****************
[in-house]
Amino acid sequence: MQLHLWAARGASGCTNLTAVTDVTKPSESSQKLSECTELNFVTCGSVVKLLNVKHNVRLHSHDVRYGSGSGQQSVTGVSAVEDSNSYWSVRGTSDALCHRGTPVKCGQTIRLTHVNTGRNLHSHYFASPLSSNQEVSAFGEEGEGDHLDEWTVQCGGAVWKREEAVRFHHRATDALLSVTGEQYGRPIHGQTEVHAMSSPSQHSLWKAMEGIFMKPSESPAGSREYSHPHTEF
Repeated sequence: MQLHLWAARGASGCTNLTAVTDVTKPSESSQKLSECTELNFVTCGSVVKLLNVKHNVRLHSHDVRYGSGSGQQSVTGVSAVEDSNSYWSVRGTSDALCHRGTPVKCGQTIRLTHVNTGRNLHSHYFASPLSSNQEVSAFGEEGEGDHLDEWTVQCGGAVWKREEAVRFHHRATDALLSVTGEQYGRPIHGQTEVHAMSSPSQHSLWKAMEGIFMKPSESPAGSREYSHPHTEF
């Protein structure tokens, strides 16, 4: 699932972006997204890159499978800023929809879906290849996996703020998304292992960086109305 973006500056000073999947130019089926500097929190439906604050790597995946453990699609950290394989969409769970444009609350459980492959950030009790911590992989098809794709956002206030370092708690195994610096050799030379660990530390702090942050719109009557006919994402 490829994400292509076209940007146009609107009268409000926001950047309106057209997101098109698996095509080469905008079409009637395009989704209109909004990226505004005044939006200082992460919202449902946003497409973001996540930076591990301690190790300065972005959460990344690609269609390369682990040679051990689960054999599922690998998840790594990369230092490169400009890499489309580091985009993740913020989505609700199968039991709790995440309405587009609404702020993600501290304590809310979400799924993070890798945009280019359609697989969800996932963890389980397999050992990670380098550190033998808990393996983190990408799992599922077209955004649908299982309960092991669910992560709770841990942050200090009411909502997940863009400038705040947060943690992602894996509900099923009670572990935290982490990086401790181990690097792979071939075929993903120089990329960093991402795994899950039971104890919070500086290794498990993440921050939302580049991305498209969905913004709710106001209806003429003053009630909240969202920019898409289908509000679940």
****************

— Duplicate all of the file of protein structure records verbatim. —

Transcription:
[in-house]
Amino acid sequence: MQLHLWAARGASGCTNLTAVTDVTKPSESSQKLSECTELNFVTCGSVVKLLNVKHNVRLHSHDVRYGSGSGQQSVTGVSAVEDSNSYWSVRGTSDALCHRGTPVKCGQTIRLTHVNTGRNLHSHYFASPLSSNQEVSAFGEEGEGDHLDEWTVQCGGAVWKREEAVRFHHRATDALLSVTGEQYGRPIHGQTEVHAMSSPSQHSLWKAMEGIFMKPSESPAGSREYSHPHTEF
Repeated sequence: MQLHLWAARGASGCTNLTAVTDVTKPSESSQKLSECTELNFVTCGSVVKLLNVKHNVRLHSHDVRYGSGSGQQSVTGVSAVEDSNSYWSVRGTSDALCHRGTPVKCGQTIRLTHVNTGRNLHSHYFASPLSSNQEVSAFGEEGEGDHLDEWTVQCGGAVWKREEAVRFHHRATDALLSVTGEQYGRPIHGQTEVHAMSSPSQHSLWKAMEGIFMKPSESPAGSREYSHPHTEF
């Protein structure tokens, strides 16, 4: 699932972006997204890159499978800023929809879906290849996996703020998304292992960086109305 973006500056000073999947130019089926500097929190439906604050790597995946453990699609950290394989969409769970444009609350459980492959950030009790911590992989098809794709956002206030370092708690195994610096050799030379660990530390702090942050719109009557006919994402 490829994400292509076209940007146009609107009268409000926001950047309106057209997101098109698996095509080469905008079409009637395009989704209109909004990226505004005044939006200082992460919202449902946003497409973001996540930076591990301690190790300065972005959460990344690609269609390369682990040679051990689960054999599922690998998840790594990369230092490169400009890499489309580091985009993740913020989505609700199968039991709790995440309405587009609404702020993600501290304590809310979400799924993070890798945009280019359609697989969800996932963890389980397999050992990670380098550190033998808990393996983190990408799992599922077209955004649908299982309960092991669910992560709770841990942050200090009411909502997940863009400038705040947060943690992602894996509900099923009670572990935290982490990086401790181990690097792979071939075929993903120089990329960093991402795994899950039971104890919070500086290794498990993440921050939302580049991305498209969905913004709710106001209806003429003053009630909240969202920019898409289908509000679940």